The more you know about your customer, the better the targeting, the more efficient and effective your marketing campaigns will be. Your Segmentation, Targeting and Positioning (STP) acts as the core of your Marketing Strategy and forms the basis for all your tactical marketing activities.
Segmentation starts with selecting the most valuable market segments for your business and quantifying the potential size, growth rates and profitability for each of those segments. Along with articulating the size of the segment via TAM analysis, additional tools such as the JTBD (Jobs To Be Done) Framework and Customer Development have proven to be invaluable in unearthing latent customer segments and identifying untapped market opportunities.
Targeting everyone will leave you selling to no one. The more relevant you can be to a specific target audience, the more your product or service will resonate within that group and therefore the greater propensity that group will have to purchase.
Defining your customer persona is an excellent vehicle to provide you with crystal clarity as to who your target customer is. Not having such visibility, will waste time, money, your resources and weaken your brand equity over the long-term.
Product positioning is not about a clever tagline or a brand vision. It represents a clearly defined competitive position, in a chosen segment. Positioning defines how your product is the best in the world at providing something that your ideal customers care about. Think of Positioning as context setting, or how your product is perceived in the mind of the customer.
To arrive at your Product’s Positioning, we will address the 5 key Positioning elements: Competitive Alternatives, Key Unique Product Attributes, Values & Value Delivered, Core Consumer Target & their Values, and the Context your Product Operates within.
Your Value Proposition outlines the benefits your customers can expect from your products and services. The ideal goal is to create value propositions for consumers that tackle important jobs, relieve primary pains, and generate desired gains. Achieving this fit is the main driver of value proposition design and is executed through three distinct stages:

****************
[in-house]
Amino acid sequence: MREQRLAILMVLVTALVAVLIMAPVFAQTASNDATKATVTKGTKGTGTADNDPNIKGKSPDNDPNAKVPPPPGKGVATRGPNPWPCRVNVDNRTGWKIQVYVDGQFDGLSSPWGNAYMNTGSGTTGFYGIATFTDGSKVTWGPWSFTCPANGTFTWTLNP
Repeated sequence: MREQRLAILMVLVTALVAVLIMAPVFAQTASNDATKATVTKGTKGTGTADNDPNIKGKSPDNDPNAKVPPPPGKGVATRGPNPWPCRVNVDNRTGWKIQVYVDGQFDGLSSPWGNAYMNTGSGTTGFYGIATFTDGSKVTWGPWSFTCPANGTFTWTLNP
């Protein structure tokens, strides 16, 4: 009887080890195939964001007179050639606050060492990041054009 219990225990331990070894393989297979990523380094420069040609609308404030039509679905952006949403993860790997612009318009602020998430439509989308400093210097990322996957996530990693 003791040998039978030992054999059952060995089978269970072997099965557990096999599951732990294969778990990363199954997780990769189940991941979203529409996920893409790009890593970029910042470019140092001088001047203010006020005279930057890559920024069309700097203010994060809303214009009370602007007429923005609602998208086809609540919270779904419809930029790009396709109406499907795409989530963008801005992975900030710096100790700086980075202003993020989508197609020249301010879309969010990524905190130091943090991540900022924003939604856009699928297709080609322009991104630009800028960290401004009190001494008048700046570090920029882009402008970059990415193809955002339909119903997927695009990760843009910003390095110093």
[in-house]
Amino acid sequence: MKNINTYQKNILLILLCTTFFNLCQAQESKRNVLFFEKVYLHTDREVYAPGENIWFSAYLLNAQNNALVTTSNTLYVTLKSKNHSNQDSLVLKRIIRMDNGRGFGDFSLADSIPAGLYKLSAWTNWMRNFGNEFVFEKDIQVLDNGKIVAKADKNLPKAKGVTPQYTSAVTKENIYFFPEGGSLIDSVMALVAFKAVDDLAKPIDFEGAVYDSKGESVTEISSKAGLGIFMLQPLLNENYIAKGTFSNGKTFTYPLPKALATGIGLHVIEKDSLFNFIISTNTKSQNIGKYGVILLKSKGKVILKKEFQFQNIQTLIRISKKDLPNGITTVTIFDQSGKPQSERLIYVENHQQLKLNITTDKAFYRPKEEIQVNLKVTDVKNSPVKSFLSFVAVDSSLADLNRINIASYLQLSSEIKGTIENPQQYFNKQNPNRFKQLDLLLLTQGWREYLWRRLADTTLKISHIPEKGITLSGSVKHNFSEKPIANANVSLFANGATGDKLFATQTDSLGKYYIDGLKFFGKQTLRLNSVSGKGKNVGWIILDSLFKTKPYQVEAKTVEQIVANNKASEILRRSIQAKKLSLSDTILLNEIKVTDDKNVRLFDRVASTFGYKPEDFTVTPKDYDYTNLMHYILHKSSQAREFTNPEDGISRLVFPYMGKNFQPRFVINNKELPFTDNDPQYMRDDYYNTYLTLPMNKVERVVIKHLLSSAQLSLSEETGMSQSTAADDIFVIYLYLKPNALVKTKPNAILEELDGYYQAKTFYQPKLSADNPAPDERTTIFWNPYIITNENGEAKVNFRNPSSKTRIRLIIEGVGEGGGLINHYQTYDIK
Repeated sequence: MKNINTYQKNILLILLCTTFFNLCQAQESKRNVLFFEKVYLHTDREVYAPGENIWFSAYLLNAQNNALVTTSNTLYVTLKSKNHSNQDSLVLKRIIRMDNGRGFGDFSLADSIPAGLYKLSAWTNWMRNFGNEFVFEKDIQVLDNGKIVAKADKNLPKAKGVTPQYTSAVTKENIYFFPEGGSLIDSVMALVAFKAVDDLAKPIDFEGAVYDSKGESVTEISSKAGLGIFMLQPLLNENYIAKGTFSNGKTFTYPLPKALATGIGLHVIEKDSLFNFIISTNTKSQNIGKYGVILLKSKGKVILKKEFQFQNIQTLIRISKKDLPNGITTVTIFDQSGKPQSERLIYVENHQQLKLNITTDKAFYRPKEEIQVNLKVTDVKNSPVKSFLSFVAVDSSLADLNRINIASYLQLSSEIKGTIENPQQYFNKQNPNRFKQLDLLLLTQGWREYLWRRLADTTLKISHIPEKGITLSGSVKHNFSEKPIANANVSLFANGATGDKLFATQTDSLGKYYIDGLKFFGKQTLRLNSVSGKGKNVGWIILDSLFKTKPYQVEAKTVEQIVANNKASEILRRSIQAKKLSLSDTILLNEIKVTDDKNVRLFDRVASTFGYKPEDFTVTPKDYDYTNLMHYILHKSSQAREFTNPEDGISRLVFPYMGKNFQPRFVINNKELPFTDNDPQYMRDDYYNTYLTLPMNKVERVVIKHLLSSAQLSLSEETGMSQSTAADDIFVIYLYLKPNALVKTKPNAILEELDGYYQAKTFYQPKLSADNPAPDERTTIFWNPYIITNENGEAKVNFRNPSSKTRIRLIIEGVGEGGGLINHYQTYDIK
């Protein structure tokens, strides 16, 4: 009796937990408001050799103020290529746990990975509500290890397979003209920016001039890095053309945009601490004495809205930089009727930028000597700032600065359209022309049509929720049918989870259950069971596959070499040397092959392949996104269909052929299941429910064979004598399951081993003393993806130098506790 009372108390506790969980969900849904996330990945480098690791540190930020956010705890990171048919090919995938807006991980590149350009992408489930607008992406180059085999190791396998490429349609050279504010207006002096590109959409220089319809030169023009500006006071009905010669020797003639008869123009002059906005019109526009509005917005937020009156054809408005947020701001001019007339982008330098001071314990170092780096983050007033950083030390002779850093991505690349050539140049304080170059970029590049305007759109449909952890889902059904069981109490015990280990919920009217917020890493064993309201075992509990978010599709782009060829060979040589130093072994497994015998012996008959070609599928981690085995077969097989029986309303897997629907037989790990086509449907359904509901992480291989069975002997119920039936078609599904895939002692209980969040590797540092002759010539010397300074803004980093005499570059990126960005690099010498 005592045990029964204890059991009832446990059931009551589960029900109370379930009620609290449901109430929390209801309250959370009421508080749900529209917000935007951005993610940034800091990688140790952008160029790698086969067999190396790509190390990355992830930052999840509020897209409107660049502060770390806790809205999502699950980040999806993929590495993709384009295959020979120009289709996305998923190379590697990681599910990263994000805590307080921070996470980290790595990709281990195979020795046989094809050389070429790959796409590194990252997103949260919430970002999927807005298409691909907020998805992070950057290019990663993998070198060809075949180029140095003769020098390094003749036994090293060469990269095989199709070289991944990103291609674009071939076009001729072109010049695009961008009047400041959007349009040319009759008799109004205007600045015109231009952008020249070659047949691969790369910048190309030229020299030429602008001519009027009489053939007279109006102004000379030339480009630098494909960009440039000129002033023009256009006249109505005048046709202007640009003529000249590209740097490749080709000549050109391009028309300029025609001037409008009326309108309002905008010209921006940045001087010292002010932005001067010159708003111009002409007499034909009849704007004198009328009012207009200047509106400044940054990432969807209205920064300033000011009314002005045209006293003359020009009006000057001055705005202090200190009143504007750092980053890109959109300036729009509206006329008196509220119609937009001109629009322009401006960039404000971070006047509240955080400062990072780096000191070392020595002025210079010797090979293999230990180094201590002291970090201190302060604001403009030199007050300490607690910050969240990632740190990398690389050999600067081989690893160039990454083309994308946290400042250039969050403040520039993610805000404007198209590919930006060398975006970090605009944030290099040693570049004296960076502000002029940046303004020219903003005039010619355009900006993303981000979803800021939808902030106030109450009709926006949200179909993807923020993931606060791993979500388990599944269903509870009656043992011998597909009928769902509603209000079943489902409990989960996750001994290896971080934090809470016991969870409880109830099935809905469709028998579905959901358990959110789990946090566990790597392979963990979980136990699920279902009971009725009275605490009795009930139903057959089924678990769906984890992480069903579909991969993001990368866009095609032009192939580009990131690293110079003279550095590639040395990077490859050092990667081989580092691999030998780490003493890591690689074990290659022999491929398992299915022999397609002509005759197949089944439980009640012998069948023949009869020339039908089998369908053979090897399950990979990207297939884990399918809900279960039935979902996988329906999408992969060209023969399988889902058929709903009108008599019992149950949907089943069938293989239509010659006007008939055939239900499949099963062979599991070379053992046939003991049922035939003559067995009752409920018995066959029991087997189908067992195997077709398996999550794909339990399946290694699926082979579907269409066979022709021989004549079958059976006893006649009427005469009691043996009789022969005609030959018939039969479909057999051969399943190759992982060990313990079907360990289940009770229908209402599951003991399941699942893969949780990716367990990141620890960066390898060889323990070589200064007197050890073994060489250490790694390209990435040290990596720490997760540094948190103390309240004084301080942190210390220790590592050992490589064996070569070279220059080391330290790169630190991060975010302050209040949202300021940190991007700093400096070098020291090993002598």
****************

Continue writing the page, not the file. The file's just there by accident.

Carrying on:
Pioneered by Tony Ulwick of Strategyn, JTBD (Jobs To Be Done) is predicated on the notion that people buy products and services to get a “job” done. As Theodore Levitt astutely stated, “people don’t want a quarter inch drill, they want a quarter inch hole.” By studying the “underlying process” that people are trying to achieve, it becomes possible to capture, quantify and use a new type of customer input that leads to predictable innovation. The metrics people use to measure the successful execution of the “job” forms the foundation of the process.
The unit of analysis is no longer the customer or the product, it’s the core functional “job” the customer is trying to get done. This “job” remains stable over time and provides companies with unique, robust targets for value creation. Ultimately, JTBD offers a new framework and lens through which a company can take its understanding of customer needs to the next level. With the process enjoying success rates of up to 86%, (which is a far cry from traditional methods yielding just 17%) JTBD is fast-gaining traction as a predictable and innovative Value Proposition design tool among Silicon Valley Start-Ups and large innovative tech-companies alike.
Nothing impacts your bottom line more than an improvement in your pricing. A 1% increase in pricing affects a company’s profits more than any other change (McKinsey & A.T. Kearney). Therefore, it is mission critical to get your pricing spot-on.
Compared to the other 2 P’s (Product & Promotion), a pricing strategy is about a company’s long-term sustainability. It aligns with the other P’s to create a viable, value proposition for the customer and it transmits the most important signal to the customer – what the product/service is actually worth.
In the digital landscape, the business model and the pricing page become the most important touch points and are an integral part of the tactics that make up the overall pricing strategy. It is a vital component of the Marketing Strategy that is seldom evaluated but can yield the best return.
Value-based pricing is a strategy of setting prices primarily based on a consumer's perceived value of a product or service. Value pricing is customer-focused pricing, meaning companies base their pricing on how much the customer believes a product is worth. Studies show that most customers have a poor idea of what an item should cost. Instead they decide (mostly with emotions rather than logic) what a product is worth. To maximize profits, therefore, price the value, not the service.
This can be achieved by leveraging the 5 Cs of Value.
For both tech start-up and established companies, monetising your digital innovations with ineffective pricing could eventually bankrupt your operations. To avoid such pitfalls, Simon-Kucher & Partners (35 Yrs. Exp monetising innovation) has identified 9 pricing traps to avoid, including: